Composite materials engineering webinar series - A119
The Composites Knowledge Network (CKN), in partnership with SAMPE Canada, hosted a 12-part webinar series on composite materials engineering from May through November 2020.
This series is intended for engineers, both junior and senior, who are looking to obtain a solid background in the fundamentals of composites to help make both engineering and business decisions. After completing this series, participants will have the skills to identity suitable applications for composites, select materials and processes, estimate composite mechanical properties, and identify appropriate testing procedures.
List of webinar episodes[edit | edit source]
The following table provides an outline of the webinar series and details on the topics covered in each webinar.
|This first session is an introduction to what composite materials are. It gives an overview of common applications, and discusses challenges and success stories. The latter half of the session provides an overview of the remainder of webinar series.
|Constituent Materials - Fiber
|Composites are made up of two separate and distinct materials referred to as constituent materials. In this session we focus on commonly used fiber reinforcement materials such as carbon fiber, glass fiber and aramid (Kevlar) fiber. Examples of typical applications are presented along with information on selecting the right fiber for a specific application.
|Constituent materials - Resin
|Composites are made up of two separate and distinct materials referred to as constituent materials. In this session will focus on commonly used polymer matrix materials such as epoxy, polyester, and PEEK. Both thermoset and thermoplastic materials are discussed. Examples of typical applications are presented along with information on selecting the right resin for your application.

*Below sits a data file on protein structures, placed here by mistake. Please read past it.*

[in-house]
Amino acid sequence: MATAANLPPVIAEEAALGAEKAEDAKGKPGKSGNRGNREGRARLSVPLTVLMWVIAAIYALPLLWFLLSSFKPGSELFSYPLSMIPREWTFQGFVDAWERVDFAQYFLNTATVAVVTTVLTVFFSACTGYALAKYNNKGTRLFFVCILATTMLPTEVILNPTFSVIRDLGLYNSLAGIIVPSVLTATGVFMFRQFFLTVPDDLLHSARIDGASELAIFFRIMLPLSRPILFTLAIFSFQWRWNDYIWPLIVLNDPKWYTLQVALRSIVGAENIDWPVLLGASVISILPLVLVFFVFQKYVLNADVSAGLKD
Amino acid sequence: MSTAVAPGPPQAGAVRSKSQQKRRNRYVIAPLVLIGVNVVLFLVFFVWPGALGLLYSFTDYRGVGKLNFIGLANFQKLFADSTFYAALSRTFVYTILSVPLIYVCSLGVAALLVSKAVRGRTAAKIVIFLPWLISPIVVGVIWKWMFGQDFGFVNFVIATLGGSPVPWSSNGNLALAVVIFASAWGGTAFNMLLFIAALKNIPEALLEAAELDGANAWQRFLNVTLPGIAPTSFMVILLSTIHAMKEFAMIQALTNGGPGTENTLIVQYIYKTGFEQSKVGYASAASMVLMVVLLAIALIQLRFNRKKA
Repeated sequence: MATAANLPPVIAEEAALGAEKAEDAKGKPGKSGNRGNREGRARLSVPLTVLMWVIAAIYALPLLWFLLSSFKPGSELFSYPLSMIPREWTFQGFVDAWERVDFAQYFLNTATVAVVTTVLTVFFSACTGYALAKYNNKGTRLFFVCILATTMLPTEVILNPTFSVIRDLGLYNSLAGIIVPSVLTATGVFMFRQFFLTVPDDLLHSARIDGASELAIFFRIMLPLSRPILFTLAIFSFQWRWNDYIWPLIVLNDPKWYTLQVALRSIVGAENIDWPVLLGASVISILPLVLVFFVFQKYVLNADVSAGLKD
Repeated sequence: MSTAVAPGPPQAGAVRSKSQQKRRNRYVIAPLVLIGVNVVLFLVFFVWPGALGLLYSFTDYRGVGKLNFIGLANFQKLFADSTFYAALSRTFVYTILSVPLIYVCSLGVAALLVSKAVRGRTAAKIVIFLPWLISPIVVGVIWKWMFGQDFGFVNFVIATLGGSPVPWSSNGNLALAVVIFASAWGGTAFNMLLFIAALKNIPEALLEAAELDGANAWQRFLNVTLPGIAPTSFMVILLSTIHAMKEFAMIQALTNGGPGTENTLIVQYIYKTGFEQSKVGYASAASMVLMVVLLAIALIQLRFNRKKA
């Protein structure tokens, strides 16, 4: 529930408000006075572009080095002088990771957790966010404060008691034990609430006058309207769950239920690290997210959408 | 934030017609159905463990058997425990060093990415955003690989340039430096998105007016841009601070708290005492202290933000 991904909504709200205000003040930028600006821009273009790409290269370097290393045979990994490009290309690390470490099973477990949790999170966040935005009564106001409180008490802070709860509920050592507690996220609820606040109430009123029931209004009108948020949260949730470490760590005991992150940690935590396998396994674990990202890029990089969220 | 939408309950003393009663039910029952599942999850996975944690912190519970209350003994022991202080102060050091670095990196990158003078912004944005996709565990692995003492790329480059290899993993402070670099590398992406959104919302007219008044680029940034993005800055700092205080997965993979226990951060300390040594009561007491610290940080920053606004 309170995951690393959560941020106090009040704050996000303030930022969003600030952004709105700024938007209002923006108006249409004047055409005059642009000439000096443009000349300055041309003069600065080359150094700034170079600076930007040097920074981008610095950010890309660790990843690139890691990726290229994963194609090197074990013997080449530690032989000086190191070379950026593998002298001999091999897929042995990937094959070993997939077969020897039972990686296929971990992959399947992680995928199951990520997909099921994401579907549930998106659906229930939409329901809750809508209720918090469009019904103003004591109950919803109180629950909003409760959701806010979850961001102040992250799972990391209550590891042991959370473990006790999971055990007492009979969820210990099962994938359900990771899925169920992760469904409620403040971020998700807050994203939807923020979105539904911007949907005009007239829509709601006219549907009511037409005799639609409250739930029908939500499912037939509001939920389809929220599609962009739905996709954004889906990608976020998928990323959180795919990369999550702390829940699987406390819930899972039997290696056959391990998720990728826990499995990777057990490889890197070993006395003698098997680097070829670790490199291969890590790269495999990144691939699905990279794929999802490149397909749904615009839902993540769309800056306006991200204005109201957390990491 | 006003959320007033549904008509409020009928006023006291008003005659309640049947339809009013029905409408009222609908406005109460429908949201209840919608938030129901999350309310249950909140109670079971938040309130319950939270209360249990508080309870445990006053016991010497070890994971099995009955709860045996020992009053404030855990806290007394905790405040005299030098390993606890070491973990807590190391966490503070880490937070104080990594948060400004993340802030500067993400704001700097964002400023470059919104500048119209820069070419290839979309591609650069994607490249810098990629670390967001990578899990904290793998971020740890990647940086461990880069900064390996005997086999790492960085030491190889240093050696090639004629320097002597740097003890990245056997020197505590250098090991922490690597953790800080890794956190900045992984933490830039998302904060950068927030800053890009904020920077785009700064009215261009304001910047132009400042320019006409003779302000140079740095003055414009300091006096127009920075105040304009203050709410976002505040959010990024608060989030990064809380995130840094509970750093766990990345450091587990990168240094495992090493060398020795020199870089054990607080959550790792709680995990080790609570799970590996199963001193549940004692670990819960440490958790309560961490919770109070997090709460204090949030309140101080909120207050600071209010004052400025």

|Thermal management and resin cure
|Thermal management involves heat transfer into and out of the composite material during the curing/forming process. In this session we will look at factors affecting heat transfer, how to control them, and how to simulate the thermal management of a process.
|Manufacturing processes - Introduction
|This session provides an introduction and overview of common manufacturing processes. Examples of when and where these processes are applicable are given with an emphasis on how to select the right process for your application.
|Manufacturing processes - Prepreg processing
|Prepreg materials are composed of fiber and partially cured resin that is combined at a specific, tightly controlled ratio. It is the most common form of material used in aerospace. This session goes into more detail on prepreg materials and the processes used to manufacture parts with them.
|Manufacturing processes - Liquid composite moulding
|Liquid composite moulding is a family of processes that involve saturating dry fiber reinforcement with a resin using a pressure differential in the mould. Common processes include vacuum infusion (vacuum assisted resin transfer moulding (VARTM)), resin transfer moulding (RTM), and light resin transfer moulding (LRTM). This session describes the fundamental differences in the aforementioned processes, and when and where each process is applicable. We introduce resin flow theory based on Darcy’s law and a procedure for process design.
|Mechanics of composites - Part 1: Lamina level
|In this session we introduce the basics of calculating the mechanical properties of a composite material. We introduce and define a lamina, a single ply of composite material. Then we go into micromechanics, which is used to predict basic mechanical properties. With that groundwork set, we introduce Hooke’s law for orthotropic materials and describe how a lamina reacts to loading from different directions/fiber orientations.
|Mechanics of composites - Part 2: Laminate level
|In this session we build on what was introduced at the lamina level in the last session and build it up to a full laminate. We introduce laminated beams and plates, including laminate plate theory and the [ABD] matrix.